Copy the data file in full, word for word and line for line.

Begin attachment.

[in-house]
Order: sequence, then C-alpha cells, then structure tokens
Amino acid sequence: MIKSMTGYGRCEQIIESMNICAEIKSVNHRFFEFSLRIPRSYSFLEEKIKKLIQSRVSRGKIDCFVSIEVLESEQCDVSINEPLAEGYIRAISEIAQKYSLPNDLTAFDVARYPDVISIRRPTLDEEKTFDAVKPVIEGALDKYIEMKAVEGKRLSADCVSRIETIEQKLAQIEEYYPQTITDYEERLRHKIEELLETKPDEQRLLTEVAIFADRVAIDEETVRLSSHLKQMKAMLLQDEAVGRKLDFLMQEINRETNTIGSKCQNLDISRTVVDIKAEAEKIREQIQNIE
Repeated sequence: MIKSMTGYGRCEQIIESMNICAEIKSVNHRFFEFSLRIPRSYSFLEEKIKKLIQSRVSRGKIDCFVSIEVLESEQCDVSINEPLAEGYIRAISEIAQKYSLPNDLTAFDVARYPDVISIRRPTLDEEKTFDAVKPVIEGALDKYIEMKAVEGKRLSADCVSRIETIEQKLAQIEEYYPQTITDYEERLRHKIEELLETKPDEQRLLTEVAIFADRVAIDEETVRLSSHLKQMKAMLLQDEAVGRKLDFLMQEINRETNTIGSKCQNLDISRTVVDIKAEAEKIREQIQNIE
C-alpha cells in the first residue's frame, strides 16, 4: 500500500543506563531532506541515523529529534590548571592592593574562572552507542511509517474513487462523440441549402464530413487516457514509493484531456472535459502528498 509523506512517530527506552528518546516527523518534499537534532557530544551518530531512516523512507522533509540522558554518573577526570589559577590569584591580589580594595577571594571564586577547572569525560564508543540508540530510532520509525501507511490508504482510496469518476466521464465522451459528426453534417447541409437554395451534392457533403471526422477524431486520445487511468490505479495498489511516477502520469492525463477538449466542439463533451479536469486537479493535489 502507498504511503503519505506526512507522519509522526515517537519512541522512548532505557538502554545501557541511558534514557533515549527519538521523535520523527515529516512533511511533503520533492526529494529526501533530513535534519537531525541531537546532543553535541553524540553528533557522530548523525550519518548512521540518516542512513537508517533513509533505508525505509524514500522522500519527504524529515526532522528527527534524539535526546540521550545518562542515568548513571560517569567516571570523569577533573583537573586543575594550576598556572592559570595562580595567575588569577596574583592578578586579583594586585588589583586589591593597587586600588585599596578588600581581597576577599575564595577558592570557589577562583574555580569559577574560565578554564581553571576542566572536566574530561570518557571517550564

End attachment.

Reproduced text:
[in-house]
Order: sequence, then C-alpha cells, then structure tokens
Amino acid sequence: MIKSMTGYGRCEQIIESMNICAEIKSVNHRFFEFSLRIPRSYSFLEEKIKKLIQSRVSRGKIDCFVSIEVLESEQCDVSINEPLAEGYIRAISEIAQKYSLPNDLTAFDVARYPDVISIRRPTLDEEKTFDAVKPVIEGALDKYIEMKAVEGKRLSADCVSRIETIEQKLAQIEEYYPQTITDYEERLRHKIEELLETKPDEQRLLTEVAIFADRVAIDEETVRLSSHLKQMKAMLLQDEAVGRKLDFLMQEINRETNTIGSKCQNLDISRTVVDIKAEAEKIREQIQNIE
Repeated sequence: MIKSMTGYGRCEQIIESMNICAEIKSVNHRFFEFSLRIPRSYSFLEEKIKKLIQSRVSRGKIDCFVSIEVLESEQCDVSINEPLAEGYIRAISEIAQKYSLPNDLTAFDVARYPDVISIRRPTLDEEKTFDAVKPVIEGALDKYIEMKAVEGKRLSADCVSRIETIEQKLAQIEEYYPQTITDYEERLRHKIEELLETKPDEQRLLTEVAIFADRVAIDEETVRLSSHLKQMKAMLLQDEAVGRKLDFLMQEINRETNTIGSKCQNLDISRTVVDIKAEAEKIREQIQNIE
C-alpha cells in the first residue's frame, strides 16, 4: 500500500543506563531532506541515523529529534590548571592592593574562572552507542511509517474513487462523440441549402464530413487516457514509493484531456472535459502528498 509523506512517530527506552528518546516527523518534499537534532557530544551518530531512516523512507522533509540522558554518573577526570589559577590569584591580589580594595577571594571564586577547572569525560564508543540508540530510532520509525501507511490508504482510496469518476466521464465522451459528426453534417447541409437554395451534392457533403471526422477524431486520445487511468490505479495498489511516477502520469492525463477538449466542439463533451479536469486537479493535489 502507498504511503503519505506526512507522519509522526515517537519512541522512548532505557538502554545501557541511558534514557533515549527519538521523535520523527515529516512533511511533503520533492526529494529526501533530513535534519537531525541531537546532543553535541553524540553528533557522530548523525550519518548512521540518516542512513537508517533513509533505508525505509524514500522522500519527504524529515526532522528527527534524539535526546540521550545518562542515568548513571560517569567516571570523569577533573583537573586543575594550576598556572592559570595562580595567575588569577596574583592578578586579583594586585588589583586589591593597587586600588585599596578588600581581597576577599575564595577558592570557589577562583574555580569559577574560565578554564581553571576542566572536566574530561570518557571517550564